But that hasn’t always been my experience.
…. It’s 1981…a small country town in Victoria…
There was concern amongst many of the high school staff in which I worked that young people were leaving school before Year 12 who could have continued. Spirited young people, they appeared disillusioned with the school setting and often tested out the school uniform policy.
At the time, a number of progressive Melbourne high schools were addressing this issue by abolishing the compulsory school uniform for Year 12 students, to good effect.
As Year 12 Coordinator in 1981 guiding Year 11 students making decisions about courses towards the end of the year, I was aware that a number, already testing the boundaries of the uniform requirements, were likely to leave.
I canvassed potential allies among the other teachers, finding support for my plan to introduce a motion for change in the uniform regulations for Year 12 at our staff meeting. I then presented a carefully prepared case at the next staff meeting; incorporating amendments which were presented, then approved, at a subsequent staff meeting.
I began to look forward to being able to present the new policy of optional school uniform for Year 12 students to the upcoming class. It could encourage undecided students to see the last year of schooling fitting better with their view of themselves as young adults.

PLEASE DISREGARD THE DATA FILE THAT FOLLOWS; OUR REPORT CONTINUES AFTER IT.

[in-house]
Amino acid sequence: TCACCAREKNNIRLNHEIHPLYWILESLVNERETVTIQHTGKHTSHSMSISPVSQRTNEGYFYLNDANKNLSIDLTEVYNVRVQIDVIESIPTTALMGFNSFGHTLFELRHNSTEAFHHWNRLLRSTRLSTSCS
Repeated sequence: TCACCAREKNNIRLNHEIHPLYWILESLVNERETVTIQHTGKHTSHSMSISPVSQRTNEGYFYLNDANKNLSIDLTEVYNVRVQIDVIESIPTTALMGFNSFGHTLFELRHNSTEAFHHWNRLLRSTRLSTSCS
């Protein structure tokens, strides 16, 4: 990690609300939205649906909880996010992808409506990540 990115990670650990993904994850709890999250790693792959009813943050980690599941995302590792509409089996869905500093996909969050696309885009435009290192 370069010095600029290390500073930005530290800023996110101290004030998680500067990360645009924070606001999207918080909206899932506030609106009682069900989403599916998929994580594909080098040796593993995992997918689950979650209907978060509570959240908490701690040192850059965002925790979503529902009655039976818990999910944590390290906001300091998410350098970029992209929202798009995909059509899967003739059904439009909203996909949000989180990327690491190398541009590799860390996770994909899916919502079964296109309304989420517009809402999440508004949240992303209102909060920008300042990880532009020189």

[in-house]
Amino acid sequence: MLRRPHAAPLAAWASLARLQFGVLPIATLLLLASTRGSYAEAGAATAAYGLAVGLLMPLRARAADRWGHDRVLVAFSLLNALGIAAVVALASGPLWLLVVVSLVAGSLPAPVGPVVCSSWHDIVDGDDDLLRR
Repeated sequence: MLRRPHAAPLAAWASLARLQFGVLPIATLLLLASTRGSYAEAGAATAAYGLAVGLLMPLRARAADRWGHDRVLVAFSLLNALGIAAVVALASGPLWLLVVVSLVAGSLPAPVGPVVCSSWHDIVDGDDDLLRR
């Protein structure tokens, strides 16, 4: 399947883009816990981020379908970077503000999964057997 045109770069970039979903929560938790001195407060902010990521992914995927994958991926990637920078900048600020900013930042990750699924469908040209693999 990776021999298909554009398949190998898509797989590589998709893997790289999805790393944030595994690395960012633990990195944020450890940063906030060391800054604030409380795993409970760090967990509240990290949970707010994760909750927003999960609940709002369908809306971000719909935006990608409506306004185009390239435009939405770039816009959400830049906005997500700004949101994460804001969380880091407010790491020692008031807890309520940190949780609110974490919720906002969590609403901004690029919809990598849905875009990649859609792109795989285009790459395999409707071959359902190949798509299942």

The school’s Principal had chaired the meetings at which I had presented the motion, a motion which had been clearly accepted by staff. I felt sure that a more progressive approach to uniform for the Year 12’s would be communicated to students and parents and proceed the following year.
A day or so later, the end of year newsletter to parents was to be published. Sitting at my desk in the staff room I was stunned to read, in the Principal’s column, ‘School uniform will continue to be compulsory for all students’. Devastated, quietly in tears and feeling defeated, I sat with my head in my hands, despairing.
It seemed that the Principal’s reading of the change was that it would not be accepted by parents and the community.
A conservative rather than progressive leader, he would not have been able to brave the impact of the waves which I had set in train or support the change in an authentic way.
He ‘drew a line’ in the sand.
I'd made waves, for a short while, to little effect. They receded before the tide had turned.
Life at the school, with Year 12 students continuing to wear the still often complained about uniform, went on.